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Hoffmann, R. A wiki for the life sciences where authorship matters. Nature Genetics (2008)

Search for an endogenous collagenase in chicken endochondral bone matrix vesicles.

While isolating matrix vesicles from avian endochondral bone, collagenase activity was discovered unexpectedly. The question was raised whether this collagenase activity was endogenous or if it was due to the bacterial collagenase used to release the matrix vesicles from bone. In related experiments done, collagen partially degraded by collagenase mineralized better than undegraded collagen. This study would then attempt to show if an endogenous collagenase is found, whether it facilitates collagen mineralization by allowing better access for matrix vesicles by the "nicking" of collagen. From this two-month study evidence was found that an endogenous collagenase as well as a gelatinase was present on matrix vesicles. SDS gel electrophoresis and zymography were used to determine the presence of collagenases in purified matrix vesicle fractions. Western blots with antibodies to bacterial collagenase, matrix metallo-proteinases 13 (MMP-13), an endogenous collagenase, and MMP-2, an endogenous gelatinase, were also done to determine the presence of an endogenous collagenase. Another facet was added to this study to determine if contamination by exogenous collagenase during matrix vesicle isolation could be removed. From the final Western blots done, it was verified that even after exhaustive washings of the column and centrifugation, purified matrix vesicles contained contaminating bacterial collagenase. Due to the research completed, the matrix vesicle isolation protocol was changed from using bacterial collagenase to a trypsin isolation method to prevent any exogenous collagenase contamination.[1]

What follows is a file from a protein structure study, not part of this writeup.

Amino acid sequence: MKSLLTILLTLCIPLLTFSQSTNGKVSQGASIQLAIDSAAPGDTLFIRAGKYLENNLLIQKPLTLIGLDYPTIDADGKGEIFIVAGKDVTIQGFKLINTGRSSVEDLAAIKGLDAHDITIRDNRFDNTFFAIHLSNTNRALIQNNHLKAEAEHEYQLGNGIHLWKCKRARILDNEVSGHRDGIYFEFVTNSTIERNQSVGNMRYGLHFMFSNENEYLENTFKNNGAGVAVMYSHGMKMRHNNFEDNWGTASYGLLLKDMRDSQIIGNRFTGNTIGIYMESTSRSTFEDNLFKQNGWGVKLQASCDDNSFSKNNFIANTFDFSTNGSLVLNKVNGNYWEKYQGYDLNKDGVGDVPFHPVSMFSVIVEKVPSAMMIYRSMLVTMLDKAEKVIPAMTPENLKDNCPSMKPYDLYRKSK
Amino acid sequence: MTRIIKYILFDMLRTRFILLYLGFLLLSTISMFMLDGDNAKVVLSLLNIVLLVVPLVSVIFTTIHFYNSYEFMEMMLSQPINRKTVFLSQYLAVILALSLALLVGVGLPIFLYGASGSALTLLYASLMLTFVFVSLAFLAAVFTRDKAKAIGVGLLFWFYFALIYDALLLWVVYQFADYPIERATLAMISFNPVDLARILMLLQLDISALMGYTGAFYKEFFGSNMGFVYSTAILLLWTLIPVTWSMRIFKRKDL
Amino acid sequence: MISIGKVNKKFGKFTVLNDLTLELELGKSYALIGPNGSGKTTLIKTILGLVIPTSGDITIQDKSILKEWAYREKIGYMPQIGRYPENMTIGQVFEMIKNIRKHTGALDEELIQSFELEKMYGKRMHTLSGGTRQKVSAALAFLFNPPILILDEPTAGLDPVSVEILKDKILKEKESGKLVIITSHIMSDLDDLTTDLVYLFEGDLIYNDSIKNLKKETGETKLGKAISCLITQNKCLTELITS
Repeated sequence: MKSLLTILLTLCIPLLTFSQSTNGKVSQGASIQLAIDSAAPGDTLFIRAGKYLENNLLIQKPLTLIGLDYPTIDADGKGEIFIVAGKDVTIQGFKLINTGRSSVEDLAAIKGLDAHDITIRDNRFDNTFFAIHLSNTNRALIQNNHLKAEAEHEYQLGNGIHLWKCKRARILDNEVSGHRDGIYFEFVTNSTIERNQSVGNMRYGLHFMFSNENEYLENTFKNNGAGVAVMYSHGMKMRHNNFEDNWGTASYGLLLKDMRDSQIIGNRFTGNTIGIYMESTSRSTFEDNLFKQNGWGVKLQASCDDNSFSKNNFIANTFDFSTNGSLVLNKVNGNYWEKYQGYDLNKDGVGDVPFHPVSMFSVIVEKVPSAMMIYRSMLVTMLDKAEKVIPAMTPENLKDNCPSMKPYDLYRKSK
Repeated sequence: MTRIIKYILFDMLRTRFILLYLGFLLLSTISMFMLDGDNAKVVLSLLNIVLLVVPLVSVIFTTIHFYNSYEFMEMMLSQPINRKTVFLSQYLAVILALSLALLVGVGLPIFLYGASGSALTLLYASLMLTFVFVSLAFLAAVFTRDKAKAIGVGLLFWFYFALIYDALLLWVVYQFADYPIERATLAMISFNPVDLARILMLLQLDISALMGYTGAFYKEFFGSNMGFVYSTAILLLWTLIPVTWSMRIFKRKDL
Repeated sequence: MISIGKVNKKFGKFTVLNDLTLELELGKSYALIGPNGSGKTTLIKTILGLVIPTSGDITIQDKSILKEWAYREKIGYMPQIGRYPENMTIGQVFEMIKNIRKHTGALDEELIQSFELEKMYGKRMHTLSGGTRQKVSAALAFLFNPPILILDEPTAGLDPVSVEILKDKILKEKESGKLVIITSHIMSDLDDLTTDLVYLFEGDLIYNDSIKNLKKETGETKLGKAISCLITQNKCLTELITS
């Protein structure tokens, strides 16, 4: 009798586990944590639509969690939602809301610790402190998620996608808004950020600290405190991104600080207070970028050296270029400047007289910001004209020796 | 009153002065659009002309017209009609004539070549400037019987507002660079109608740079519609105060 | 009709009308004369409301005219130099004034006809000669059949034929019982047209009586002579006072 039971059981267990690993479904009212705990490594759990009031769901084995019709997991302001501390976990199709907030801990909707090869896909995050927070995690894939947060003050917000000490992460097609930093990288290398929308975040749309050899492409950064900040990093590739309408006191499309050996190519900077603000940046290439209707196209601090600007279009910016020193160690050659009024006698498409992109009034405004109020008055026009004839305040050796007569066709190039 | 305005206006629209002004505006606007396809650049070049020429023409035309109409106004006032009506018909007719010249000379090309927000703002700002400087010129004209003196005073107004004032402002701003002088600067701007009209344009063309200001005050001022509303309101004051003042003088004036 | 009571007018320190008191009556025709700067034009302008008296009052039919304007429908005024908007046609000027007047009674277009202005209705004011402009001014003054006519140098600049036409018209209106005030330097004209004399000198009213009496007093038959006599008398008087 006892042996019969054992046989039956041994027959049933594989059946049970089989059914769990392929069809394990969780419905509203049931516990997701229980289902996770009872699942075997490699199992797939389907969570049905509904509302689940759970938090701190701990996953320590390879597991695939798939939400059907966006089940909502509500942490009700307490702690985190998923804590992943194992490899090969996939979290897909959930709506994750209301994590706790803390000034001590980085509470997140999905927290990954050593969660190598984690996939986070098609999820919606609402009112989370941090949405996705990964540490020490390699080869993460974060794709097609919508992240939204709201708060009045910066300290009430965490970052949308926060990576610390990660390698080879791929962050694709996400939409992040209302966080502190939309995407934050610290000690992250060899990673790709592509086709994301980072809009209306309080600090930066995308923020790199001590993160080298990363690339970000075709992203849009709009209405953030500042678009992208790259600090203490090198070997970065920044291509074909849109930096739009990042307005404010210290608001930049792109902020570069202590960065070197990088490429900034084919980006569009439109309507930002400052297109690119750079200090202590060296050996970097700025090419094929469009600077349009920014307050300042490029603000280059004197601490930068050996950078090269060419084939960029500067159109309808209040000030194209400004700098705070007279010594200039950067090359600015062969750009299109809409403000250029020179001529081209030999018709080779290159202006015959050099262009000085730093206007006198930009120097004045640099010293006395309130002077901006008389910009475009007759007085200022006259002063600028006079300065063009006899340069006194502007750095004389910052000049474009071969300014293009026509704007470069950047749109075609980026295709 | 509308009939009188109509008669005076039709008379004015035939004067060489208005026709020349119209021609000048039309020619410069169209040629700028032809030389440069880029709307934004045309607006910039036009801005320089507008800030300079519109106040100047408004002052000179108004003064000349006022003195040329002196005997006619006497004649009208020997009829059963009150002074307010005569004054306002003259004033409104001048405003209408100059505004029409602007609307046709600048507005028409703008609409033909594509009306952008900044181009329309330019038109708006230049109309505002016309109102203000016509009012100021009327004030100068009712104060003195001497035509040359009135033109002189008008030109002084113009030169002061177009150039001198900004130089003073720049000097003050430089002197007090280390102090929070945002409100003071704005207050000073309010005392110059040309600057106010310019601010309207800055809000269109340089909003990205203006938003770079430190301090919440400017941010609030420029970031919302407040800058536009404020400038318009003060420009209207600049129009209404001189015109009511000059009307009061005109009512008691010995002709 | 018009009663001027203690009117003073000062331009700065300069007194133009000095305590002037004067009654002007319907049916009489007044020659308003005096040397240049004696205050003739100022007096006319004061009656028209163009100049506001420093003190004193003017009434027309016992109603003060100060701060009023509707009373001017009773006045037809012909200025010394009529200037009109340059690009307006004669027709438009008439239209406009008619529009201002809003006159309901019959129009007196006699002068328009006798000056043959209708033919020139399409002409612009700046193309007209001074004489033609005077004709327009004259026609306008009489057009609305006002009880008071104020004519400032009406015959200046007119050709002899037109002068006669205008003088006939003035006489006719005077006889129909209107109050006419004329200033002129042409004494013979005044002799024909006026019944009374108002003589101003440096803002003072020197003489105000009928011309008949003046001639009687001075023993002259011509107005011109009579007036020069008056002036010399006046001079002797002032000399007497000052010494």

1. Search for an endogenous collagenase in chicken endochondral bone matrix vesicles. Chen, D., Golub, E.E. The Penn dental journal. (2001) [Pubmed]
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